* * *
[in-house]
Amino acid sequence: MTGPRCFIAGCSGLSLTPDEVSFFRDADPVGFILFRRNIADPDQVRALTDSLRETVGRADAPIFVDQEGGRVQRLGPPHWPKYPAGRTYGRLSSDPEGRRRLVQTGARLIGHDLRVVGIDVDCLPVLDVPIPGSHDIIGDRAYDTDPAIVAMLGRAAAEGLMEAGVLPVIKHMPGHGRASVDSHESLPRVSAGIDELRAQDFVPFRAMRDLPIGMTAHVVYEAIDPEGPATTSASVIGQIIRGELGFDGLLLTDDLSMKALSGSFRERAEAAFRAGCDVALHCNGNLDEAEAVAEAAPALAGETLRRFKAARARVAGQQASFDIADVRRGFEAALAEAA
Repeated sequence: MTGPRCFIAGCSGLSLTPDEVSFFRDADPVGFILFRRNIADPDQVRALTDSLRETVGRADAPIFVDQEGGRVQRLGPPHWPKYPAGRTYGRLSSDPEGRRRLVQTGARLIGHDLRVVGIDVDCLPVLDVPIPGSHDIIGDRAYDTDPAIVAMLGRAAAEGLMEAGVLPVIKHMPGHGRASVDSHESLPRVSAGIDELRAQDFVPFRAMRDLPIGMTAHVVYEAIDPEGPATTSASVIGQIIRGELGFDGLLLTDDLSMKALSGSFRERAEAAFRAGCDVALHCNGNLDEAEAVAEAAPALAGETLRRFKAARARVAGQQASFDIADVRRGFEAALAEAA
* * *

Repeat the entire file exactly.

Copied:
[in-house]
Amino acid sequence: MTGPRCFIAGCSGLSLTPDEVSFFRDADPVGFILFRRNIADPDQVRALTDSLRETVGRADAPIFVDQEGGRVQRLGPPHWPKYPAGRTYGRLSSDPEGRRRLVQTGARLIGHDLRVVGIDVDCLPVLDVPIPGSHDIIGDRAYDTDPAIVAMLGRAAAEGLMEAGVLPVIKHMPGHGRASVDSHESLPRVSAGIDELRAQDFVPFRAMRDLPIGMTAHVVYEAIDPEGPATTSASVIGQIIRGELGFDGLLLTDDLSMKALSGSFRERAEAAFRAGCDVALHCNGNLDEAEAVAEAAPALAGETLRRFKAARARVAGQQASFDIADVRRGFEAALAEAA
Repeated sequence: MTGPRCFIAGCSGLSLTPDEVSFFRDADPVGFILFRRNIADPDQVRALTDSLRETVGRADAPIFVDQEGGRVQRLGPPHWPKYPAGRTYGRLSSDPEGRRRLVQTGARLIGHDLRVVGIDVDCLPVLDVPIPGSHDIIGDRAYDTDPAIVAMLGRAAAEGLMEAGVLPVIKHMPGHGRASVDSHESLPRVSAGIDELRAQDFVPFRAMRDLPIGMTAHVVYEAIDPEGPATTSASVIGQIIRGELGFDGLLLTDDLSMKALSGSFRERAEAAFRAGCDVALHCNGNLDEAEAVAEAAPALAGETLRRFKAARARVAGQQASFDIADVRRGFEAALAEAA